We always quote the first part, but not the rest. Kinda changes the meaning, doesn’t it? And remember that the Old testament is a canonical religious text for Jews, Christians, and Muslims. There are other texts that demand a woman’s submission to man, but Deuteronomy clearly illustrates the idea that a woman was viewed as a man’s property, like his slaves, his animals, and his land.
2. Present Predicament.
Like all things, the role of woman has evolved over time. What has remained constant, however, is that in nearly every return to cultural piety, the status of women is greatly reduced. There currently is an effort to return to those times once more.
Unlike many other issues of social injustice, gender discrimination is not confined to religious fundamentalism. It is far more pervasive and goes to the core of our culture itself. The true liberation of women requires a fundamental redefining of gender roles. Women can take care of themselves and no longer need men to provide for them. When a man can no longer hold over a woman provision for her lifestyle, he is forced to use other, less developed skills to maintain her favor. It gives women much more control in relationships and other social interactions.
Additionally, women have increasingly become legitimate competitors in the professional world. Women graduate from high school, college, and graduate school at higher rates than men. Women also tend to get better grades in school. More young women have become disinterested in starting a family, preferring instead to pursue other interests.
Then comes the scary part: women asserting their sexuality. Women have become increasingly free to explore and express their sexual desires and interests. And it turns out, women are as kinky and perverted as men (over 30% of all pornography is purchased by women). That all sounds fine and dandy…until your girlfriend breaks out a surprise apparatus she wants to try on you.
Things can get a bit confusing.
I believe this confusion has led to resentment from men and women alike. The backlash seems to have started sometime in the 1990s when women’s liberation was rolling along.
I started hearing terms like feminazi catching steam. “Shut up and make me a sandwich” jokes started making the rounds again. Then corporations began doubling down on the glass ceiling. Equal pay became an unreasonable demand because women are hormonal and unreliable employees. In the media, women became increasingly portrayed as victims of physical and sexual brutality or objectified for their sexual beauty. Pornography got flat out violent. Slut shaming became vogue again. And now, reproductive decision-making is being taken out of women’s hands and given to the state.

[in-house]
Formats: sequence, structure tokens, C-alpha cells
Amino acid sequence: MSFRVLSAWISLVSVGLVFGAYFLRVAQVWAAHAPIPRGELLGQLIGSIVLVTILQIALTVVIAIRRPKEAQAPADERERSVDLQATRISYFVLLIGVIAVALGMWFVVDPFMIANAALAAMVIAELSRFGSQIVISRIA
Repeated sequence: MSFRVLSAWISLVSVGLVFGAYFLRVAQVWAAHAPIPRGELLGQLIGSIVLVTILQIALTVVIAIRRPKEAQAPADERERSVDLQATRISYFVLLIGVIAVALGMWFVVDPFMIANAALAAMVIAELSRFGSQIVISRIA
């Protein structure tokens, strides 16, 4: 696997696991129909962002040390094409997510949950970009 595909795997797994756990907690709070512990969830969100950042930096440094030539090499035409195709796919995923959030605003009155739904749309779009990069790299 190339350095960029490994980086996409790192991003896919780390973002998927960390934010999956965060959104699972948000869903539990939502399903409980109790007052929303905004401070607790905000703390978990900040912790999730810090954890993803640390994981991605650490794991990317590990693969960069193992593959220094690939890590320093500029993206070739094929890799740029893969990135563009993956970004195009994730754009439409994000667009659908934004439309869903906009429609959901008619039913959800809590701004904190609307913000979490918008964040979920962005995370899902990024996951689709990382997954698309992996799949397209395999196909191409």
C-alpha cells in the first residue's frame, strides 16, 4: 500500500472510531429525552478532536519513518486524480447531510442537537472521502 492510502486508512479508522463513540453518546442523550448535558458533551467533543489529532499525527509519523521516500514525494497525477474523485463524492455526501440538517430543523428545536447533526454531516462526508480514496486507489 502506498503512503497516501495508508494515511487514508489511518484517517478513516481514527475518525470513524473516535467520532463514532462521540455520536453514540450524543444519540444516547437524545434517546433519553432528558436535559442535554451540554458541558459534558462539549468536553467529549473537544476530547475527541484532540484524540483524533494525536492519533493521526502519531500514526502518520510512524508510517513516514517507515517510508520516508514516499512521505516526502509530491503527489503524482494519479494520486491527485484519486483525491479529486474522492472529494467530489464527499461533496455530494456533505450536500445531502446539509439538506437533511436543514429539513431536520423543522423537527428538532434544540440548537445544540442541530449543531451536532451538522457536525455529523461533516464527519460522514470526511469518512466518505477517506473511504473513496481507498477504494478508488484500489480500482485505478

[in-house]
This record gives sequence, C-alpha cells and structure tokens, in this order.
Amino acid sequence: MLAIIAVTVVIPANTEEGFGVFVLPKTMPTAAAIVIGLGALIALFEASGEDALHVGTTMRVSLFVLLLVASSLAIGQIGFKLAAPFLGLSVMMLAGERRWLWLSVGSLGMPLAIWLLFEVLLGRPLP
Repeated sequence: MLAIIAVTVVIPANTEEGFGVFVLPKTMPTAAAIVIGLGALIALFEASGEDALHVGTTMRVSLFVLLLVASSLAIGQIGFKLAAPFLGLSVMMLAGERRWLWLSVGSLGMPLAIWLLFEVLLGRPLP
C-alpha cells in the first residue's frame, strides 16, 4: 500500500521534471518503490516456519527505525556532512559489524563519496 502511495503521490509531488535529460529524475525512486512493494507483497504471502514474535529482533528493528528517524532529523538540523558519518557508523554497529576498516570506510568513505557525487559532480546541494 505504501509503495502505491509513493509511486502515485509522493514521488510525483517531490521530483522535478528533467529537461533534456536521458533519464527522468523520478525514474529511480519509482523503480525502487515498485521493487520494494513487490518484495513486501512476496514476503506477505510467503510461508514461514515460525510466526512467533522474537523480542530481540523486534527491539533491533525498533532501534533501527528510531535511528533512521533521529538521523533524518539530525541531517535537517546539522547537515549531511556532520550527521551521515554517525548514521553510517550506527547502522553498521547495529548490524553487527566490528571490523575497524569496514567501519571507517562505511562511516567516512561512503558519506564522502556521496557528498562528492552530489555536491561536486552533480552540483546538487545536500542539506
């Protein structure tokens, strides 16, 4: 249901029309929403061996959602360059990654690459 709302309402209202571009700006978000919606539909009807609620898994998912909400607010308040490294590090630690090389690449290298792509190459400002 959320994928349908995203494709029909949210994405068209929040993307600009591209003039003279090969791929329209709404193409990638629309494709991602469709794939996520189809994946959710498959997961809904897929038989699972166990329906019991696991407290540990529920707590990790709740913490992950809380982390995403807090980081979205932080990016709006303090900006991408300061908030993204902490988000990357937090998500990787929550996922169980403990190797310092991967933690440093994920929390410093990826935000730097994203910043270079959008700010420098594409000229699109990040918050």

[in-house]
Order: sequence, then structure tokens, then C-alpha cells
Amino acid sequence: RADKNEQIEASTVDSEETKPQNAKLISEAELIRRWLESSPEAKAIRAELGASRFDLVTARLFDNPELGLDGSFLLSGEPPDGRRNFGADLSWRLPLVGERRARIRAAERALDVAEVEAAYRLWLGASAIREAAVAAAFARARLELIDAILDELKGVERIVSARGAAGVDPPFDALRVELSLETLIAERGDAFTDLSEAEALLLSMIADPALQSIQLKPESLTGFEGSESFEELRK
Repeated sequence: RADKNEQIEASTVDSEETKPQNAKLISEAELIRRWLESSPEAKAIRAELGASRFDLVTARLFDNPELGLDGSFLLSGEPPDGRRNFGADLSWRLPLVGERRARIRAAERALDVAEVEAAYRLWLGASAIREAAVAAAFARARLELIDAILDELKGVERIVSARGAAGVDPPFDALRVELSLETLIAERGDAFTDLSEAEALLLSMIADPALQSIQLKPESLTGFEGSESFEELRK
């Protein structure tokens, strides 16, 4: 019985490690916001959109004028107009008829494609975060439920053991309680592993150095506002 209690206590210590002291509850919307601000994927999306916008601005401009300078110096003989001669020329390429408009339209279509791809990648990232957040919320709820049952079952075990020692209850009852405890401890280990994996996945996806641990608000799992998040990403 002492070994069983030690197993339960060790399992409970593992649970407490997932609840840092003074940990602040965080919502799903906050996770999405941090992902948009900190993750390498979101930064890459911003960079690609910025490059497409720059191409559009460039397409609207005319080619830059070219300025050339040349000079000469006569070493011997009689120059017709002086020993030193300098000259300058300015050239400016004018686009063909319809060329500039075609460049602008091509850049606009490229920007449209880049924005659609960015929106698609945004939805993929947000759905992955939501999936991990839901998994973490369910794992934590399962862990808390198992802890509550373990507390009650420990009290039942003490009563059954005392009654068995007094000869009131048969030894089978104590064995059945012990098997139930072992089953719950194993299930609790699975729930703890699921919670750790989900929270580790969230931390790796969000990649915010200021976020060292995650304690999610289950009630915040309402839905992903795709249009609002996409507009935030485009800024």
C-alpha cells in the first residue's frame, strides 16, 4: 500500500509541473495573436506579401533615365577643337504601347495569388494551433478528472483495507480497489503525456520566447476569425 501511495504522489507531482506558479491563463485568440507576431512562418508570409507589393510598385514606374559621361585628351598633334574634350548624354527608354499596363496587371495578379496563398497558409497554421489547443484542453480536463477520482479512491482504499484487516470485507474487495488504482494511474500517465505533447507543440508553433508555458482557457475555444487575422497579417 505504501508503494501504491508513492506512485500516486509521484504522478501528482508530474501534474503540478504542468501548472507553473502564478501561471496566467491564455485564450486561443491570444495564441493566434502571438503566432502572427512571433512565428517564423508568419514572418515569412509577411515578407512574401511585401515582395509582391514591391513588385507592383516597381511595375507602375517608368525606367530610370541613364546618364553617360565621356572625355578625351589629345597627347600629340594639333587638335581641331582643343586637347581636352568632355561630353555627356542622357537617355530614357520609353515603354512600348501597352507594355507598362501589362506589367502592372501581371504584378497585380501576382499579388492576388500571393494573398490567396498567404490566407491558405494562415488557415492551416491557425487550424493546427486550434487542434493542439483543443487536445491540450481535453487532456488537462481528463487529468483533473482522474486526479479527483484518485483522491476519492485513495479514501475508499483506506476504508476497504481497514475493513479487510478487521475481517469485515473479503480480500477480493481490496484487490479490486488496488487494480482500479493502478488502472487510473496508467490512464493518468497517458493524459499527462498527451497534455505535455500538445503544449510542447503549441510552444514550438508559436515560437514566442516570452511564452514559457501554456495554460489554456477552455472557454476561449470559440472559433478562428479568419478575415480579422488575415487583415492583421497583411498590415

I don’t think it’s a stretch to see the interconnectivity between these events. They’re man’s way of reasserting gender dominance. Unfortunately for its proponents, this reassertion is nothing more than a last desperate gasp. In the end, the War on Women will share the same fate as the Jim Crow south. The extreme vestiges will linger; the rest will die.
3. Looking Forward.
As with any movement in social justice, action must be purposeful and deliberate. And in the push for women’s rights we are doubly obstructed. Women are as confused by the redefining of gender roles as men. Many women conform to the male-driven ideal of sexual objectification and submission to remain appealing; many other women conform because they agree with it. Plus, many women are confined by their own guilt and shame about their sexuality.
The problem is we cannot, as a society, empower women; women must empower themselves (see Rihanna & Chris Brown). Society can only give women tools: the information and social programming that will allow them to suffer neither fools nor abuse by a fool’s hand; and to explore their own individuality without constraint or societal judgment. Women’s liberation is not about making every woman a bisexual-chic big city professional; it’s about a woman being accepted for whatever she chooses to be.
If we truly love women as we claim, we will all work (and fight) to ensure such a future.